After being shuttered for over eighteen months, San Francisco's Museum of the African Diaspora (MoAD) — one of the country's largest contemporary art museums that celebrate Black cultures — is set to reopen Thursday, October 21, debuting a "refreshed" gallery space and a new lineup of exhibits.

Signs that San Francisco is, at long last, coming out of the pandemic are all around the city. (Well... maybe just turn a blind eye to office space vacancy rates and downtown's still anemic foot traffic.) Among those indications include seeing our cultural centers and zoological institutions open to doting crowds. And that's exactly what MoAD will see on Thursday when the beloved local museum welcomes guests inside for the first time in over eighteen months.

“The past year and a half has been extremely difficult for many, especially the Black community,” says Monetta White, the Executive Director of MoAD, in a press release. “We are pleased to welcome our valued supporters and visitors back into our space this fall. MoAD is the center for contemporary Black art and culture, bringing people together through a shared experience of art, and I could not be more excited to reopen with this line-up of incredible artists representing the African Diaspora."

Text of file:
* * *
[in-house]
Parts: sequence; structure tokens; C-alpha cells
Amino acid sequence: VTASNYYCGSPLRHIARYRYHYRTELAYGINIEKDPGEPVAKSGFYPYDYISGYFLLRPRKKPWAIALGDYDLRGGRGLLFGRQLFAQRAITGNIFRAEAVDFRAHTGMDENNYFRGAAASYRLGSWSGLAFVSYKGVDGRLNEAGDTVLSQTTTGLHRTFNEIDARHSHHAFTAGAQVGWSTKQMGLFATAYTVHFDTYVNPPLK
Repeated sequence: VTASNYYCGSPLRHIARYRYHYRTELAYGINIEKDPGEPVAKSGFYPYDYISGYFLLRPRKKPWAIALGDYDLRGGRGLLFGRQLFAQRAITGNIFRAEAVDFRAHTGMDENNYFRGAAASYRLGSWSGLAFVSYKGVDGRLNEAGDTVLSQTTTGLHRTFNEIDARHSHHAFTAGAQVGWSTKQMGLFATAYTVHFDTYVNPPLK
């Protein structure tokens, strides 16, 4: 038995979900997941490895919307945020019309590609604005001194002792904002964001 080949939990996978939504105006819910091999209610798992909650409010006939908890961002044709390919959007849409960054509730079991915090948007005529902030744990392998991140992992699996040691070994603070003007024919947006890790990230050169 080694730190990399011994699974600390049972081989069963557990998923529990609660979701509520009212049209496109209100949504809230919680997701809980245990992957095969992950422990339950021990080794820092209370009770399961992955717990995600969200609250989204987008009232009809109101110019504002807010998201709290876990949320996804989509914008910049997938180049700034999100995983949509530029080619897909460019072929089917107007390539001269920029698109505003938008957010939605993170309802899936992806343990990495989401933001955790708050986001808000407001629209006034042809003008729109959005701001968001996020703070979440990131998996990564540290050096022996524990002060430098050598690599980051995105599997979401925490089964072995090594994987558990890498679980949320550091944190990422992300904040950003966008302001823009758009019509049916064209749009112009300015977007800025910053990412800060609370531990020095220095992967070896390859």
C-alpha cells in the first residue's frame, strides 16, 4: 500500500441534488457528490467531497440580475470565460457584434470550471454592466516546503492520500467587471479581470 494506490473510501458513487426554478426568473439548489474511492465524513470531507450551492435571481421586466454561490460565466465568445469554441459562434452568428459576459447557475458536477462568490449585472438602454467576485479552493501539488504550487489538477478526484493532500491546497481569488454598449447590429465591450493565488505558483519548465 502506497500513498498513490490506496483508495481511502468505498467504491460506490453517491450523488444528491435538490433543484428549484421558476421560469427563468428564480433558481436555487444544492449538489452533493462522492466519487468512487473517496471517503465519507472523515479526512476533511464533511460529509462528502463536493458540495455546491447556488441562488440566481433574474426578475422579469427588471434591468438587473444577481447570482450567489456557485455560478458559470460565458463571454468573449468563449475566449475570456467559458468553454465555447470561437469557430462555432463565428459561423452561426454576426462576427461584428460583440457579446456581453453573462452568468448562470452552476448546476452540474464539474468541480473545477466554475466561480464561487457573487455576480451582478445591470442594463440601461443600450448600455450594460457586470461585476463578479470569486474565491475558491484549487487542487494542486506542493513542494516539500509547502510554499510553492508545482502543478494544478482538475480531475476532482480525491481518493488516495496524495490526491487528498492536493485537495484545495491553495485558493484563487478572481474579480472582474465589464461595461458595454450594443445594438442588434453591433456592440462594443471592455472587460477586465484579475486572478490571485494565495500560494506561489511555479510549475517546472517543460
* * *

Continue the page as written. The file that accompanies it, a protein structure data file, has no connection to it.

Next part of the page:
During the pandemic, MoAD was able to keep alive through various donation streams, including an online auction event that raised needed funds to safeguard the museum’s post-pandemic future. Staff was tireless at maintaining an online archive throughout this time, despite the ambiguities about the museum’s continued existence.

"I am also extremely proud of our staff and trustees who have worked hard and weathered the storm with us," White continues. "Now, more than ever, MoAD is essential to sustaining and growing the thriving community of Black artists.”

Two of MoAD's exhibits that were originally set to open in 2020 — David Huffma's Terra Incognita and Mary Lovelace O’Neal's Whales Fucking — will, instead, open in the latter half of 2022. Amoako Boafo's Soul of Black Folks (among some other exhibits) will run into next year as well, allowing museum-goers to gawk over his over twenty works that center around "Black subjectivity, Black joy, and the Black gaze."

Oh: And MoAD's film exhibit, Beyond the Sky, remains a must-watch to understand the cultural complexities and creative connections that exist between countries that make up the African Diaspora.

For more information on MoAD, including how to purchase tickets in advance of Thursday's reopening, visit; a full list of the museum’s current and upcoming exhibits can be found here; museum-goers need to show proof of vaccination or a negative COVID-19 test issued within the last 72 hours.

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Photo: Courtesy Twitter via @MoADsf